Awards are unfair. Is the world famous “Noma” restaurant in Copenhagen really better than any other restaurant on this planet? Does Steven Spielberg really provide us with a more creative movie language, as the recent Academy Awards tried to make us believe, compared with other masters like Quentin Tarantino or Michael Haneke? The answer to these questions, let’s be honest, is probably “no”. How could you find a ranking for equally outstanding or equally creative achievements?
However, we do love awards. They help us to find reference points and to define trends. They make decisions easier. They provide journalists with something to write about, and they support the particular industry. Awards are good, and they always give a reason to party.
Recently Asia’s crème de la crème chefs and restaurant managers shook their arms and legs in Singapore. They celebrated the first revealing of Asia’s 50 Best Restaurants list, a new ranking that was created by 900 “international leaders in the restaurant industry “, and which was organized by William Reed Business Media (more about the voting rules can be found here).
It ranks The Landmark Mandarin Oriental
‘s Amber restaurant in Hong Kong on the fourth place, making it the allegedly best dining place in China. The most often named location on the list is Singapore (10), followed by Hong Kong (9), Tokyo (7), and Shanghai and Bangkok (each with 5). Remarkably, also a restaurant from Hangzhou made it onto that exclusive sheet. It’s a Hyatt Regency hotel restaurant called 28 HuBin Road, serving traditional local cuisine. Too bad I did not go there, when I was in Hangzhou the last time (click here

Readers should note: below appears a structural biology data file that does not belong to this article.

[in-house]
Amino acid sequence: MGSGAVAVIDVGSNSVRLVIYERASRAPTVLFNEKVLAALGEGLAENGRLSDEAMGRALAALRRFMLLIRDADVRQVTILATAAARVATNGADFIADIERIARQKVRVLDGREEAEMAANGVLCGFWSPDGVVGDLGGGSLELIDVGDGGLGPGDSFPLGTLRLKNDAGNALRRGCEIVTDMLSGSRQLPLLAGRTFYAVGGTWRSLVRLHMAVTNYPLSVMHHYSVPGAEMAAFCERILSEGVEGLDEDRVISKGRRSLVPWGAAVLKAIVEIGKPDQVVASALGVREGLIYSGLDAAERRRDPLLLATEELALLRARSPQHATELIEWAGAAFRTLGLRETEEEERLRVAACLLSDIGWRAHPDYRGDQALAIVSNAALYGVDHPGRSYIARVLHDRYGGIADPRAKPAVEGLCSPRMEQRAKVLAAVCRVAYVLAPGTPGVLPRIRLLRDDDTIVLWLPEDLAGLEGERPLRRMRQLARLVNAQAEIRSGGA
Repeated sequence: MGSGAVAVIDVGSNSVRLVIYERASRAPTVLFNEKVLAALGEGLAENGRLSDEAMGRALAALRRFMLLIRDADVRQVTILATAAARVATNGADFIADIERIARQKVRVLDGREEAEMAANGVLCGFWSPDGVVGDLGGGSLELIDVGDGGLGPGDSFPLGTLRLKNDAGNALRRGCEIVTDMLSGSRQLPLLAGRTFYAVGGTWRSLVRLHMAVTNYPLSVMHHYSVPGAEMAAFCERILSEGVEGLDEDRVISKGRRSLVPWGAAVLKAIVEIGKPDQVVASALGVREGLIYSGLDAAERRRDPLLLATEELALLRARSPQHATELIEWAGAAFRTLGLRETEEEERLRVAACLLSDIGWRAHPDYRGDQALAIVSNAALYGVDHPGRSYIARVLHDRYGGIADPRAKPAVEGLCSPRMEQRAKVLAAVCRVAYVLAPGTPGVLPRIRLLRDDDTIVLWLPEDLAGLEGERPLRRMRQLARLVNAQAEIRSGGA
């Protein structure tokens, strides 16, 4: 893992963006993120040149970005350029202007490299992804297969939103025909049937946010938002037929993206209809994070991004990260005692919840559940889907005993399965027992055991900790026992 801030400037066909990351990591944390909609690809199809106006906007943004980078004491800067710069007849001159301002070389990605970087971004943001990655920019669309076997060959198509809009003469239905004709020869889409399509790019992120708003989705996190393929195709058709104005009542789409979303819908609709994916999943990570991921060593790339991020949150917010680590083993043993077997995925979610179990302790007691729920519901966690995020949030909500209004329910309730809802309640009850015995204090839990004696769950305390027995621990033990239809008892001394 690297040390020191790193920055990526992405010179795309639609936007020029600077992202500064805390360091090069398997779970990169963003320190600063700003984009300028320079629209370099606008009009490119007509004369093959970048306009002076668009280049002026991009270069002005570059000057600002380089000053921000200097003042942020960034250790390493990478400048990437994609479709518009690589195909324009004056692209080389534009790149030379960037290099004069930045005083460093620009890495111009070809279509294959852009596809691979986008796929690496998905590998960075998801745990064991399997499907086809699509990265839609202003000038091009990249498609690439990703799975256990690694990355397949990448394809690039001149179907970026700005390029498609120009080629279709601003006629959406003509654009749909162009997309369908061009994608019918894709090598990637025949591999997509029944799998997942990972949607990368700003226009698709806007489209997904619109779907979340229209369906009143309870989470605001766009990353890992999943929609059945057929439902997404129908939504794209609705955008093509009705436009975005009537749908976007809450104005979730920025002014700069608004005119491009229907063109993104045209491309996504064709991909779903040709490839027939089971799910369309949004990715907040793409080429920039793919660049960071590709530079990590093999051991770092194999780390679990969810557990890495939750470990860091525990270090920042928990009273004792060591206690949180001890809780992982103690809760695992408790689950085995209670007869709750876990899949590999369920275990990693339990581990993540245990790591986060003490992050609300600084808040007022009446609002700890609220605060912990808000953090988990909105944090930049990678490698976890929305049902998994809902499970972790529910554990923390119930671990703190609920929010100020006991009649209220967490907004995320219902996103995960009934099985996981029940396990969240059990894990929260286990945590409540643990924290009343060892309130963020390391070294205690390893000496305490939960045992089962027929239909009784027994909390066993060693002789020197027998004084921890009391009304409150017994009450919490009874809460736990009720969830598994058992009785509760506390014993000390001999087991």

for the JSB Hangzhou posts). After all, more-than-ever-booming Macau is mentioned once, too. The full list can be studied here
Next to these highly new accolades, the Forbes Travel Guide Star Awards have been an integral part in the award business since the 1950’s (then called the Mobile Travel Guide Awards). It’s an annually list of what is thought to be the world’s best hotels, restaurants, and spas. They are more or less divided into two categories – “Five Star” & “Four Star” – and within these categories they are equally listed, which is a nice way to avoid annoying discussions. This year’s winner in the China section is Hong Kong with seven “Five Star Rating Award” hotels, followed by Macau (5), Shanghai (2), and for the first time also Beijing (with Shangri-La’s China World Summit Wing). Looking at the list I think that all of these hotels deserve their awards. However, it seems that the judges completely left out the so-called secondary cities in China. Why is the Four Seasons Hotel at West Lake in Hangzhou not on the list, to name only one property that immediately comes into my mind?
Some hotels celebrated an across-the-board success after conquering the judges’ hearts in both award-giving institutions. One of the main winners is the Four Seasons Hong Kong, rated “Five Star” for both its hotel and its spa by Forbes Travel Guide, and furthermore twice ranked in “Asia’s 50 Best Restaurants” list for its Caprice (12th, French cuisine) and its Lung King Heen (13th, Cantonese cuisine).
These awards show that Hong Kong is setting the benchmarks for luxury tourism China, with Shanghai and Macau in the rear mirror.